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AU - Björnsson, Einar

AU - Kalaitzakis, Evangelos

AU - Neuhauser, Matthias

AU - Enders, Felicity T

AU - Maetzel, Hardy

AU - Chapman, Roger W.

AU - Talwalkar, Jayant

AU - Lindor, Keith

AU - Jorgensen, Roberta

PY - 2010/2

Y1 - 2010/2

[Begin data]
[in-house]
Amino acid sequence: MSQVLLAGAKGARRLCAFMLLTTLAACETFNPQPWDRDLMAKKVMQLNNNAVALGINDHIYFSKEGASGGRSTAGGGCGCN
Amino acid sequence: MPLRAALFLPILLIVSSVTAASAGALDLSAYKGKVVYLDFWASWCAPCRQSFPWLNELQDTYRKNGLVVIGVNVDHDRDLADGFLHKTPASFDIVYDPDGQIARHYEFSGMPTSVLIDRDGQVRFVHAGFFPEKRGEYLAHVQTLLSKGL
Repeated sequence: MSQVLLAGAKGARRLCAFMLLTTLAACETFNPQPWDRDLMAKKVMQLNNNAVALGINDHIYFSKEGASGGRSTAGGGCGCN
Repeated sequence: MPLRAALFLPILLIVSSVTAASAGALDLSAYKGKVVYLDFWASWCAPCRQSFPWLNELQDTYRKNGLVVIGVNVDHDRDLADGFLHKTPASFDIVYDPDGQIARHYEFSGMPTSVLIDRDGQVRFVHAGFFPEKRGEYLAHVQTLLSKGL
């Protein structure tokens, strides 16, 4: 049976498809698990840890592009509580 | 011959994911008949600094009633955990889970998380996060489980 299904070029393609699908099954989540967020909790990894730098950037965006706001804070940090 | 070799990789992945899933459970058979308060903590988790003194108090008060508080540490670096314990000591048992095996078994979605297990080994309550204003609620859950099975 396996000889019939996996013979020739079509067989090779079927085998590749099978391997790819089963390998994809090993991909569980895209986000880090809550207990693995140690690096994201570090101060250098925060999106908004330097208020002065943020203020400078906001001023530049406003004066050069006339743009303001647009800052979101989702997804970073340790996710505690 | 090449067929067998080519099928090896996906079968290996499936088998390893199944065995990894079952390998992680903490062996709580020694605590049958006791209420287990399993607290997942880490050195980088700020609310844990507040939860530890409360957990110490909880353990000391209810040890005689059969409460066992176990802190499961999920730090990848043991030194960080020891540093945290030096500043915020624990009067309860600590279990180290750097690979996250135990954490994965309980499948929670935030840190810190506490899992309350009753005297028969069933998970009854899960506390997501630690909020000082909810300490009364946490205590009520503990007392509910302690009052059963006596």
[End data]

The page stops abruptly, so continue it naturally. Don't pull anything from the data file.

N2 - Background: Fatigue was recently suggested to predict an increased risk of mortality in a primary biliary cirrhosis (PBC) cohort during follow-up. Aims:: To analyse the impact of fatigue on prognosis in PBC. Methods:: Patients with PBC who had earlier completed the fatigue impact scale (FIS) were identified. Prognosis in terms of death and liver transplantation (Tx) was determined. Results:: FIS values at baseline were analysed from 208 patients (192 females; median age 59 years (interquartile range 51-67), median follow-up of 5 years. Overall, 181 patients were alive at follow-up, 22 (12%) died and five (2.4%) underwent transplantation. FIS at baseline was 28 (12-47) and FIS at follow-up was 25 (8-64) (P<0.001; r=0.69). Among survivors, FIS at baseline was 27 (12-43), 36 (12-72) in those who died (P=0.059) and 99 (41-102) in those who underwent transplantation (P=0.0008). FIS at baseline was 44 (12-88) in patients with death and/or Tx vs. 27 (12-43) in survivors (P=0.003). Age [hazard ratio (HR) 1.1 (confidence interval (CI) 1.0-1.2)] and aspartate aminotransferase [HR 2.0 (CI 1.3-3.0)] were independently associated with decreased survival on multivariate analysis. FIS scores over 40 [HR 9.6 (CI 2.3-39.7)] and bilirubin [HR 4.8 (CI 2.8-8.2)] were independently associated with a poor outcome in patients who underwent Tx or had a liver-related death. Conclusions:: Fatigue seems to change little over time in PBC. Fatigue levels were higher at baseline in those who died or underwent Tx. High fatigue levels seem to be a predictor of risk of liver-related mortality and need for transplantation over time but not a predictor of non-liver-related mortality.